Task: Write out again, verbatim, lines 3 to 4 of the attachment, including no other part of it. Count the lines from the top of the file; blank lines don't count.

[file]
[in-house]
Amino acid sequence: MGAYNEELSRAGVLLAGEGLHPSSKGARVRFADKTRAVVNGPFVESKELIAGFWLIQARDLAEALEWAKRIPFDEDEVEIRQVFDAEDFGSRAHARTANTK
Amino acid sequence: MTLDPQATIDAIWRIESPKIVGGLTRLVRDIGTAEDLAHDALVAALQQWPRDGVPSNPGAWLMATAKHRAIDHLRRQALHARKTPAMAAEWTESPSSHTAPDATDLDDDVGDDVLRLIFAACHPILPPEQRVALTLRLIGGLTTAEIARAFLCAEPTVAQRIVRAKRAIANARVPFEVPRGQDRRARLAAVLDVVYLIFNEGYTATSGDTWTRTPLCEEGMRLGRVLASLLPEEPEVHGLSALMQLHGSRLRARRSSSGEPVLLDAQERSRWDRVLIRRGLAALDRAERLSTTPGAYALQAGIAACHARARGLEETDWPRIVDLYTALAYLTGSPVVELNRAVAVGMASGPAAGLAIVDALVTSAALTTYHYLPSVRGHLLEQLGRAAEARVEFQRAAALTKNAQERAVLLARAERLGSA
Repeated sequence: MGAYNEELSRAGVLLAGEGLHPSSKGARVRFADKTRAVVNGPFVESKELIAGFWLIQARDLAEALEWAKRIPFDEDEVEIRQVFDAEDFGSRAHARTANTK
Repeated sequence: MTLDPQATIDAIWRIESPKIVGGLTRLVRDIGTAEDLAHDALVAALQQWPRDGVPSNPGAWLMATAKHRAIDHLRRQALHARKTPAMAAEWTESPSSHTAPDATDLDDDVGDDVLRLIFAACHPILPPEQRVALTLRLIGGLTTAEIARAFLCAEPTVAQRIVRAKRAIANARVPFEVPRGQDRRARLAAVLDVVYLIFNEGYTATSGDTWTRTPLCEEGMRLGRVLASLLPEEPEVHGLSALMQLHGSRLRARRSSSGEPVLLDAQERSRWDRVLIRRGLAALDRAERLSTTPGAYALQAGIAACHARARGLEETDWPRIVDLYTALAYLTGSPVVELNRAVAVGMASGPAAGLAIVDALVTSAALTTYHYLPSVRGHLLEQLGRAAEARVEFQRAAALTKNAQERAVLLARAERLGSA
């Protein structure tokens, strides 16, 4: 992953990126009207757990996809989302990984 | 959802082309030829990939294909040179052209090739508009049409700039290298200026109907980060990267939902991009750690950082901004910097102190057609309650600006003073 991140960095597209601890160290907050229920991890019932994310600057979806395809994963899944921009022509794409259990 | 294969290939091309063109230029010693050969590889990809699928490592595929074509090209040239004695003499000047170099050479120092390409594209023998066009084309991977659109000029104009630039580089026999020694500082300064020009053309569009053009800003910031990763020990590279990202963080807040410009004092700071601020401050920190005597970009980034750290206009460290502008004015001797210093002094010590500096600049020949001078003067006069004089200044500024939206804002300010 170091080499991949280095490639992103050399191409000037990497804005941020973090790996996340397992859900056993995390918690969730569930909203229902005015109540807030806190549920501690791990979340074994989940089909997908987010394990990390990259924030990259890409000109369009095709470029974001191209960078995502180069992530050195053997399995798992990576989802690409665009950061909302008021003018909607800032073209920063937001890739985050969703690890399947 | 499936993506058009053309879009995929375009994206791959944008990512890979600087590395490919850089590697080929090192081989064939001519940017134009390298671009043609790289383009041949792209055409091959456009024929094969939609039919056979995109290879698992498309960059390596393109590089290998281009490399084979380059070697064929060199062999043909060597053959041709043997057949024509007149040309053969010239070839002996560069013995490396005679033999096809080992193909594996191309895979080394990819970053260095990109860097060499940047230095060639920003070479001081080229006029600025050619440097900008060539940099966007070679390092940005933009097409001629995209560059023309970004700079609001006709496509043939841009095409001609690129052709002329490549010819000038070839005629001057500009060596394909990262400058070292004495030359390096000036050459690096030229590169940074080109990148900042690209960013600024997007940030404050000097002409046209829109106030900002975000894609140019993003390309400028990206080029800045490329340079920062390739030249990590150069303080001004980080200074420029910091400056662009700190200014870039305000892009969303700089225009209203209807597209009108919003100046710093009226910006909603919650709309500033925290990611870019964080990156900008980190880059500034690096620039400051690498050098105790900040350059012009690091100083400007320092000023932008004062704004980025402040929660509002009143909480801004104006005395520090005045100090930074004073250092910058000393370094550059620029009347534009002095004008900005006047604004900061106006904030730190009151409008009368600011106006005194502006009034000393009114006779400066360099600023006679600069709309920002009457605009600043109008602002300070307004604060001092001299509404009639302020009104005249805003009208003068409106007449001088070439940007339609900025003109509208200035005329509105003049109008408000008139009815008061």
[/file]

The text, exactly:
Amino acid sequence: MTLDPQATIDAIWRIESPKIVGGLTRLVRDIGTAEDLAHDALVAALQQWPRDGVPSNPGAWLMATAKHRAIDHLRRQALHARKTPAMAAEWTESPSSHTAPDATDLDDDVGDDVLRLIFAACHPILPPEQRVALTLRLIGGLTTAEIARAFLCAEPTVAQRIVRAKRAIANARVPFEVPRGQDRRARLAAVLDVVYLIFNEGYTATSGDTWTRTPLCEEGMRLGRVLASLLPEEPEVHGLSALMQLHGSRLRARRSSSGEPVLLDAQERSRWDRVLIRRGLAALDRAERLSTTPGAYALQAGIAACHARARGLEETDWPRIVDLYTALAYLTGSPVVELNRAVAVGMASGPAAGLAIVDALVTSAALTTYHYLPSVRGHLLEQLGRAAEARVEFQRAAALTKNAQERAVLLARAERLGSA
Repeated sequence: MGAYNEELSRAGVLLAGEGLHPSSKGARVRFADKTRAVVNGPFVESKELIAGFWLIQARDLAEALEWAKRIPFDEDEVEIRQVFDAEDFGSRAHARTANTK